“To be black and conscious in America is to be in a constant state of rage.” – James Baldwin
Memorial Day holds a significant place in the history of Black America, just like many other aspects of this country. While it is common for people across the United States to enjoy a long weekend or take a day off on Memorial Day, it is important to recognize that its origins can be traced back to the actions of Black American freedmen in Charleston, SC. Regardless of how many places claim it or attempt to alter its history, it was our community that demonstrated kindness and initiated the traditions now celebrated by all.
We can relax, enjoy our time off, and have a cookout with our families if we choose to do so. Great. Simultaneously, it is imperative that we pass along our history to those who may be unaware. It is important for us to be knowledgeable about our history and hold accountable any individuals, especially the ones trying to eliminate our history from classrooms and curriculum. Silence is not an option.
Memorial Day as originally known as Decoration Day. The day has a complex history intertwined with the experiences of African American soldiers. The contributions and sacrifices made by African American soldiers throughout American history has never truly been appreciated and, going a step farther, their specific role in the origins of Memorial Day is even less prominent.
The tradition of commemorating fallen soldiers dates back to the aftermath of the Civil War, which took place from 1861 to 1865. Thousands of soldiers lost their lives during this internal conflict, and communities across the United States began organizing ceremonies to honor the fallen and decorate their graves.
One significant event often cited as a precursor to modern Memorial Day took place in Charleston, South Carolina. In 1865, at the close of the Civil War, a group of newly freed African Americans organized a commemoration for Union soldiers who had died while imprisoned in a Confederate camp. They cleaned up a burial ground, built a fence, and held a ceremony to honor the fallen soldiers, which included singing hymns, placing flowers, and delivering speeches. This event became known as the “First Decoration Day.” It is considered to be the first meaningful expression of gratitude, respect and remembrance of African American. Period.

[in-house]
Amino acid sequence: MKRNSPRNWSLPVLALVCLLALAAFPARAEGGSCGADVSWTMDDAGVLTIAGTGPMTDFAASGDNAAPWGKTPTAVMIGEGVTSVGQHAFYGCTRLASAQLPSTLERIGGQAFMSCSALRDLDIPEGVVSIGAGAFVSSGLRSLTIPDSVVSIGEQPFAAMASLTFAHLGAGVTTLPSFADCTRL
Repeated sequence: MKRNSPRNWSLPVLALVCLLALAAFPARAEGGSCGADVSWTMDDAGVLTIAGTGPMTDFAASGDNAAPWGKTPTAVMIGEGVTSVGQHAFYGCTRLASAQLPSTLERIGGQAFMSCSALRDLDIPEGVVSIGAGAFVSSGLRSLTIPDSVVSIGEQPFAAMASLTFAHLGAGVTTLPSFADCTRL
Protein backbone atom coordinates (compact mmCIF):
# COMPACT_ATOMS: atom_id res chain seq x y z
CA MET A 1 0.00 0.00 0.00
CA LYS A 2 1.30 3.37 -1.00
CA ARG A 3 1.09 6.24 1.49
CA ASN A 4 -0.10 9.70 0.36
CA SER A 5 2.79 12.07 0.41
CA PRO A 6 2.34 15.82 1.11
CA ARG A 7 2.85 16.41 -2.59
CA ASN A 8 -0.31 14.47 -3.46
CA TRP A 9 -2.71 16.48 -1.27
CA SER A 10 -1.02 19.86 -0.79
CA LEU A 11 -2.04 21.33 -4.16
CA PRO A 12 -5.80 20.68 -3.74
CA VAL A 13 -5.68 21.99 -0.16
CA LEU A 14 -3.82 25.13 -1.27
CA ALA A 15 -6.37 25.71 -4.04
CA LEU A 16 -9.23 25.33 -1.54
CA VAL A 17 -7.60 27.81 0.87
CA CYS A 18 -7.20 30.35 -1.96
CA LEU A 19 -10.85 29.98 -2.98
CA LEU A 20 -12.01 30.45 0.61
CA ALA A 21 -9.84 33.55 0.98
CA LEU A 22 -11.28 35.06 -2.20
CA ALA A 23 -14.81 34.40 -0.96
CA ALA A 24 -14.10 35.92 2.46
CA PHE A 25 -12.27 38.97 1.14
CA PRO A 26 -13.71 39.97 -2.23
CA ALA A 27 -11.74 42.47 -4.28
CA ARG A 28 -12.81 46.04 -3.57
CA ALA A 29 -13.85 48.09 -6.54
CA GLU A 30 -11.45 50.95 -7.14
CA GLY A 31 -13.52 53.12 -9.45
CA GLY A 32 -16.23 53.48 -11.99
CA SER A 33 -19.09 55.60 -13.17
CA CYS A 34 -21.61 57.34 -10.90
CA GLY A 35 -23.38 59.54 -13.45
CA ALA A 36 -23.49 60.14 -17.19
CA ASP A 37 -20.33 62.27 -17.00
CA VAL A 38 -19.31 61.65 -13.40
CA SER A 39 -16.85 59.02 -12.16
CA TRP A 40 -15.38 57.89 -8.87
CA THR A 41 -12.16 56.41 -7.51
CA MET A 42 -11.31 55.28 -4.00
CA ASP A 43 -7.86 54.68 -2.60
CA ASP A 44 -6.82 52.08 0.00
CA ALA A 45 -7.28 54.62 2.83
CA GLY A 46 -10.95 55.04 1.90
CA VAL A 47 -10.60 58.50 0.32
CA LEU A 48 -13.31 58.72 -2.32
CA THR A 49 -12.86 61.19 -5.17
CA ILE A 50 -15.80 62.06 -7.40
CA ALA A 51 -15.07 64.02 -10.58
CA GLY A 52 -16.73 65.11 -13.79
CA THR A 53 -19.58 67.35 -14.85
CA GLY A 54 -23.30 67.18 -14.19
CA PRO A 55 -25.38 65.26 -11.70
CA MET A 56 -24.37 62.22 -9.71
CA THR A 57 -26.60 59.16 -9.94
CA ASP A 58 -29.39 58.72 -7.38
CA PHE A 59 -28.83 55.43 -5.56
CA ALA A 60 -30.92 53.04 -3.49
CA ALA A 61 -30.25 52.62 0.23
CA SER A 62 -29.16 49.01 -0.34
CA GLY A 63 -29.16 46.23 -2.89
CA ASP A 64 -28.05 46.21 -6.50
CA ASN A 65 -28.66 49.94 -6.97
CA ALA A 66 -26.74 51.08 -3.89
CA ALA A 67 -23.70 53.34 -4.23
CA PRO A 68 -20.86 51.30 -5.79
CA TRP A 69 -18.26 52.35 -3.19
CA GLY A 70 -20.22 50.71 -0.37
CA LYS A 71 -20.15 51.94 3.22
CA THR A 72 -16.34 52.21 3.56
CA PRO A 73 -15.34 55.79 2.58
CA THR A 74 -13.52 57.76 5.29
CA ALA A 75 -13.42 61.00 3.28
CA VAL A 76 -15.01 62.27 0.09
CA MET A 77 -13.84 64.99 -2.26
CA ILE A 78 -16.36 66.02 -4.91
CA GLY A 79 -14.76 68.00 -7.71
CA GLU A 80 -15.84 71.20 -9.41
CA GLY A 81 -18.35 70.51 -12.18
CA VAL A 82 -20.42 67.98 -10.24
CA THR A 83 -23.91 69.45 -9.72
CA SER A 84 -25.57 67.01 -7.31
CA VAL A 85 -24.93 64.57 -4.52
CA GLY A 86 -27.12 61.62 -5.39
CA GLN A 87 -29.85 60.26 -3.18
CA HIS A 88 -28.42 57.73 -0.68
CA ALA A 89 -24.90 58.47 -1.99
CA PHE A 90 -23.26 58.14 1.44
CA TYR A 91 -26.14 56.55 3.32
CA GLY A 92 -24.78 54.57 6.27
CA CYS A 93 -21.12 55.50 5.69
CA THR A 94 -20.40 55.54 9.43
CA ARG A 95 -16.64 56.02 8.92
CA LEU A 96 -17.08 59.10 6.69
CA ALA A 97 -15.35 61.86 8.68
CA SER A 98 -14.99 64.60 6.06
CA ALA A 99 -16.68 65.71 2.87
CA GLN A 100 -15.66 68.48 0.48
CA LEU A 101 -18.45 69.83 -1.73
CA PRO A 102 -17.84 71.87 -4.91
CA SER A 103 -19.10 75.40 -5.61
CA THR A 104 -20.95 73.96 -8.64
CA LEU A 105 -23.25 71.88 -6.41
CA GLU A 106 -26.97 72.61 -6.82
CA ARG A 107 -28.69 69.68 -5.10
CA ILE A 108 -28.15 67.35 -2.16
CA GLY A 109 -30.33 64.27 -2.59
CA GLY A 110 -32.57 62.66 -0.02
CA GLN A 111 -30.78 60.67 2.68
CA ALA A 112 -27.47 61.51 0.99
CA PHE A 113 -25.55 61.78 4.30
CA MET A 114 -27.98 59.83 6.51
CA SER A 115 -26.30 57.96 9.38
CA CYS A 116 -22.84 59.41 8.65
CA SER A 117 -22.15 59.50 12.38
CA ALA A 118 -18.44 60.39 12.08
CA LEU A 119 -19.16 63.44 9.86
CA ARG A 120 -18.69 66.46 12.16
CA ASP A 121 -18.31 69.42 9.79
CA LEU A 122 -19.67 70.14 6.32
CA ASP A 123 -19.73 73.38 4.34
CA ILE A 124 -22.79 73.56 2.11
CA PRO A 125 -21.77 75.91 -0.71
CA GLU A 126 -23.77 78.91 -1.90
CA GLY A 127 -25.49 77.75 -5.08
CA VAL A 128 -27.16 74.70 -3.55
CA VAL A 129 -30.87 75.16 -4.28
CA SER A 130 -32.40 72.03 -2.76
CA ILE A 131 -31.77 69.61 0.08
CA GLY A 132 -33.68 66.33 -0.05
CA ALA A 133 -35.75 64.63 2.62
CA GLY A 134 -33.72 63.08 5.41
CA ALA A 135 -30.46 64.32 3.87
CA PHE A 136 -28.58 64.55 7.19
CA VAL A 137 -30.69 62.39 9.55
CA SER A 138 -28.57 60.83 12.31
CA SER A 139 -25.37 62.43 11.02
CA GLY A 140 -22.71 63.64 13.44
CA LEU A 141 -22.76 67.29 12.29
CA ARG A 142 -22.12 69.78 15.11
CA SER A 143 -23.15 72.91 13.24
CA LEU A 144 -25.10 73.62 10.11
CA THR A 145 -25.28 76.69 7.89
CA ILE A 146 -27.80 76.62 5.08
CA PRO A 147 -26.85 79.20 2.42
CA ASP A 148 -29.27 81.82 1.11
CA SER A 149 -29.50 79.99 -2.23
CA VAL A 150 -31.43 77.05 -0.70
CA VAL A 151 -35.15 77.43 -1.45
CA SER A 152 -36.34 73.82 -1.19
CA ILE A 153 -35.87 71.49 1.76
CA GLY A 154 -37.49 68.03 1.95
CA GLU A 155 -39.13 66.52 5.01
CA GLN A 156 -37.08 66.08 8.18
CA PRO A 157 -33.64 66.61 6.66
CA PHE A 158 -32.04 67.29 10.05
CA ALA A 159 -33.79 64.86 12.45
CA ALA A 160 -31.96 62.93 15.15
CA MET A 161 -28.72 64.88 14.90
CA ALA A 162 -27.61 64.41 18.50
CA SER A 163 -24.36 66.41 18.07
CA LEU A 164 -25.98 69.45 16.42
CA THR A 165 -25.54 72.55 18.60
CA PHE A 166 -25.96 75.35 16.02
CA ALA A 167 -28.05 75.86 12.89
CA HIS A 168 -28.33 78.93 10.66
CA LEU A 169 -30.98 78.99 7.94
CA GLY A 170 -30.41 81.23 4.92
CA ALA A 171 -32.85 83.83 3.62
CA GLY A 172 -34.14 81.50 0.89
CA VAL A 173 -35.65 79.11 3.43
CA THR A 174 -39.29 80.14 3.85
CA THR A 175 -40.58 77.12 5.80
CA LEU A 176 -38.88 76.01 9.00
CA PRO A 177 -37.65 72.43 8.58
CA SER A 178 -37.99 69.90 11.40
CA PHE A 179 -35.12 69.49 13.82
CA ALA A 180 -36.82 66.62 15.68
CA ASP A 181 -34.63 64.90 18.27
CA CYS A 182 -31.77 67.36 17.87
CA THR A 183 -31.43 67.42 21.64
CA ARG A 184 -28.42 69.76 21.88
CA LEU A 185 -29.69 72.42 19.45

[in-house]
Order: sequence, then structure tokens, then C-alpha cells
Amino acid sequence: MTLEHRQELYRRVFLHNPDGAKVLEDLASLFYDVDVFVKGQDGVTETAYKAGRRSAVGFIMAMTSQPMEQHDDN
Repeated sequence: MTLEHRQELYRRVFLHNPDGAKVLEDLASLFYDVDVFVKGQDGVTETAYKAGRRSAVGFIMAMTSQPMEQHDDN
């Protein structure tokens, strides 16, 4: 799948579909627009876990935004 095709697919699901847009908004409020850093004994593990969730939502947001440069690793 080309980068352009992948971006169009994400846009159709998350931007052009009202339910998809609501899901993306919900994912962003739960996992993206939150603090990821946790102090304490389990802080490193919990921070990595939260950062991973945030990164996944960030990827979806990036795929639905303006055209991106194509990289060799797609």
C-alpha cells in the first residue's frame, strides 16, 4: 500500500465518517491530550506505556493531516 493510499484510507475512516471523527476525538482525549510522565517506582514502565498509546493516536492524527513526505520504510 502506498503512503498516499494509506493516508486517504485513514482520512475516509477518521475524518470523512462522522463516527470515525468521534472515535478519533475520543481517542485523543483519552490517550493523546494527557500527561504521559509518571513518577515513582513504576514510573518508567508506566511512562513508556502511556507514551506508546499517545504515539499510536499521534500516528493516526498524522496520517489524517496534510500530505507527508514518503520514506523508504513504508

“When it rained, it poured, this ain’t a game it’s war / One goal, one aim son, same as yours.” – Canibus on “Draft Me.”
Three years later, Memorial Day became a national holiday. General John A. Logan, a Union veteran known widely as the founder of Memorial Day, proclaimed May 30 as Decoration Day. His goal was to designate a day for average citizens to decorate the graves of fallen soldiers, regardless of their specific affiliation – and race – during the Civil War. In the early years, Decoration Day primarily focused on honoring Union soldiers, and Confederate Memorial Day was a completely separate observance held only in southern states. Eventually, the holiday evolved to honor all American military personnel who died in service to their country.
But it all started with men that freed themselves and served this country with honor, despite the horrors of both war and racism. People like Ron DeSantis want to minimize knowledge of history and proclaim war on “wokeness.” (Mind you “stay woke” is a colloquialism hijacked and re-packaged for evil by folks like DeSantis.) Like it or not, African American soldiers played an invaluable role in maintaining so-called freedom here in the states. This included the Spanish-American War, World War I, World War II, the Korean War and other conflicts. We – our fathers, sons, daughters and others – continue to contribute to the defense of the United States despite facing racial discrimination and segregation within the military. There is a straight line from the specific connection between African American soldiers and the origins of Memorial Day. The key difference is lies primarily in the broader context of their military service and sacrifice, rather than in the establishment of the holiday itself.
“To be woke is to be black.” – Georgia Anne Muldrow